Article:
Methods: We use the Fragile Families and Child Wellbeing Study, which contains rich measures of socioeconomic and health outcomes. Following a similar approach to Pilkauskas et al., (2012), responses to eleven economic wellbeing questions asked in the 1-, 3-, 5-, and 9-year waves are used to create our different measures economic hardship experience. The eleven questions are used to construct the following five hardship classifications: food, bill, utility, medical care, and housing hardship for the 1-, 3-, 5-, and 9-year waves. A cumulative hardship index is also constructed by summing the responses to the eleven questions described earlier. Participations in SNAP are measured as binary variables and the amounts of benefits are measured as continuous variables. To address endogeneity concerns, we use an instrumental variables method for panel-data to control for unobservable state-benefit heterogeneity, which may influence the program participation.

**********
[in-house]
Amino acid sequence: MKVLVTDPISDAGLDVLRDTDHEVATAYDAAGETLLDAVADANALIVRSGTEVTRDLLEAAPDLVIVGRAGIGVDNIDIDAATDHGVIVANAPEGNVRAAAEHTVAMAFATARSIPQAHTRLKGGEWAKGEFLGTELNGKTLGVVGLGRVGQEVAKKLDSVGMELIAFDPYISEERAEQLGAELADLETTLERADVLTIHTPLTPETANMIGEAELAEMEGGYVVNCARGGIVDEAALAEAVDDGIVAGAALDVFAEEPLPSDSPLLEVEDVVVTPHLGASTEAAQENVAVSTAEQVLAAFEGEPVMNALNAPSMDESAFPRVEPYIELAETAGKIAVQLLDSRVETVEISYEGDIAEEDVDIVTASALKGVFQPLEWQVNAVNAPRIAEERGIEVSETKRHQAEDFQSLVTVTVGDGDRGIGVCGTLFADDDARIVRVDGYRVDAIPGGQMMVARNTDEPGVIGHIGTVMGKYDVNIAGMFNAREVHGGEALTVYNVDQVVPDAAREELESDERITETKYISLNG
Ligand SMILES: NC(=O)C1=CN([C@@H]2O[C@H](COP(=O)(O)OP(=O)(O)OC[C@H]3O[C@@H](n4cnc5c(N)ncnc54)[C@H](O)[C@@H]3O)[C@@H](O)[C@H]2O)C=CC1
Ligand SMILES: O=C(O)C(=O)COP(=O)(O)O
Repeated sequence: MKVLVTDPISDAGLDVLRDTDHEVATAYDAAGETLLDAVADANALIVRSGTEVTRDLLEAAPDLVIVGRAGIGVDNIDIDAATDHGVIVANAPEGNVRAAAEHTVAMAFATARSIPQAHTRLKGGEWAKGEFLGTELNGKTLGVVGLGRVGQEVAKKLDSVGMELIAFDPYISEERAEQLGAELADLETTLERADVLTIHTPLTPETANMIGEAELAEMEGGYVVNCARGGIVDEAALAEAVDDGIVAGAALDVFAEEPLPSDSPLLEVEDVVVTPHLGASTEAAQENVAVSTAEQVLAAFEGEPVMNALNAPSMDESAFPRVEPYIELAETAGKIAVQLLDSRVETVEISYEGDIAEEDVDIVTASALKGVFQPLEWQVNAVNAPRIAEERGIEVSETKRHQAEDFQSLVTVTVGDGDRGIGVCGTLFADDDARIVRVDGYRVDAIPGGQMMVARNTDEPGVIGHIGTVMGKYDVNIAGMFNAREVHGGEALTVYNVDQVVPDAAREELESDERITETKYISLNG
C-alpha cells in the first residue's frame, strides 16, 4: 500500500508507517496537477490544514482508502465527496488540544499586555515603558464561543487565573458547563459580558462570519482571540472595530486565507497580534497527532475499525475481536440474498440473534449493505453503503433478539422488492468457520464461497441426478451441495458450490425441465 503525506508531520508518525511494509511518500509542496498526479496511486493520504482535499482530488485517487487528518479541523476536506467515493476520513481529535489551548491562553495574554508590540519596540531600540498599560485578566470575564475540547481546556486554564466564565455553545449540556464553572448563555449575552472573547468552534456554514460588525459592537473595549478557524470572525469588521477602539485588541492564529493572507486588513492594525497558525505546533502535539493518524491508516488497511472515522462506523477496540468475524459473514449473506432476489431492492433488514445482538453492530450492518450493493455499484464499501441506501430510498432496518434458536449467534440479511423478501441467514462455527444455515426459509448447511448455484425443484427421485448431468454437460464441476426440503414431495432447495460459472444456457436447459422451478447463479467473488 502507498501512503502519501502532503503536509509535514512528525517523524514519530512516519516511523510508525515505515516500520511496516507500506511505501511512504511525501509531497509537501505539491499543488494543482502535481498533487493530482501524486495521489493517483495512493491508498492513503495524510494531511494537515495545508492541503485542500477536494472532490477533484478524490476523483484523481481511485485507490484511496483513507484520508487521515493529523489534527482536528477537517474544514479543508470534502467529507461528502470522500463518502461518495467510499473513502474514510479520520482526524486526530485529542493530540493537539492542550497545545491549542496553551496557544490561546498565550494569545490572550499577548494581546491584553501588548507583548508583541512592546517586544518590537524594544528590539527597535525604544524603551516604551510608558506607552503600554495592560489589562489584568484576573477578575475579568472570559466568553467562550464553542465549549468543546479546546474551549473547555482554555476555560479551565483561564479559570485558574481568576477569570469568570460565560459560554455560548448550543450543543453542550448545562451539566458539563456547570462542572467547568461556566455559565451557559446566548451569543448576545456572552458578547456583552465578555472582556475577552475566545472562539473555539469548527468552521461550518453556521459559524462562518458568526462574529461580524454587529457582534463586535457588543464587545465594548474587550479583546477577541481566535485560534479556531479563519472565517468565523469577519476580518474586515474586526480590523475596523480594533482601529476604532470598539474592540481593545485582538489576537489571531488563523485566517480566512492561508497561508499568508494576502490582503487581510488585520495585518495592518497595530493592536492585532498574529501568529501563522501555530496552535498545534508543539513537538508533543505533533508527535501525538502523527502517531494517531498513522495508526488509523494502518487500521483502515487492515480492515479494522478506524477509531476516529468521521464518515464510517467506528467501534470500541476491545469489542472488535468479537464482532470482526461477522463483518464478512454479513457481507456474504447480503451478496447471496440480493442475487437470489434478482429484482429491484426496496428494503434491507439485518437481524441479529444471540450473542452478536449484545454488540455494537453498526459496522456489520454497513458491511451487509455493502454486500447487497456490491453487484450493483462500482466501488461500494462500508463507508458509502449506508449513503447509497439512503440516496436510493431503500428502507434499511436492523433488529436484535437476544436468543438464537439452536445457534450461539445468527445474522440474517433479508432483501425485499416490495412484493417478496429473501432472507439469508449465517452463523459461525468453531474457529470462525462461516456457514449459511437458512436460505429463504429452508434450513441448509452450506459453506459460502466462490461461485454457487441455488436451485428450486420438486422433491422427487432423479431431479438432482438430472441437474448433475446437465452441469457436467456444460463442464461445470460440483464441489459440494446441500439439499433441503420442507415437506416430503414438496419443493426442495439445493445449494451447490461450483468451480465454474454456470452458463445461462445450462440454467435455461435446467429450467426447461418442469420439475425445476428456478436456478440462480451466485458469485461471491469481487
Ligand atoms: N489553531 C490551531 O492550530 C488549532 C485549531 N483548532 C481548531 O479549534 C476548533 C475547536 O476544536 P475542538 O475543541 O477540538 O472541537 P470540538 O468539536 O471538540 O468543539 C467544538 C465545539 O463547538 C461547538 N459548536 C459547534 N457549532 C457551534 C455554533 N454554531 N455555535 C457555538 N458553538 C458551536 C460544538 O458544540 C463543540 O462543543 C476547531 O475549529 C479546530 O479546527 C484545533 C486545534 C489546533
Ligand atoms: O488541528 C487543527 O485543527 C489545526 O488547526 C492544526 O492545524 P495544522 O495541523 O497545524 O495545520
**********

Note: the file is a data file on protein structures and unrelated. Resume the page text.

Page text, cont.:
Results: We first show that chronic stress from economic hardship experience is associated with higher BMI and greater risk of obesity among mothers. However, this positive association is reduced as the number of hardship experiences increases for mothers who also experience food hardship. Furthermore, we find the opposite relationship between economic hardship experience and child obesity. Specifically, hardships are associated with reductions in the likelihood of a child being classified as obese. However, this relationship is reduced as the number of economic hardship experiences increases for those children belonging to households that also experience food hardship. Finally, participating in public assistance programs does not significantly affect the hardship/obesity relationship. However, after controlling for potential endogeneity, SNAP participation may have beneficial effects on mothers’ weight outcomes.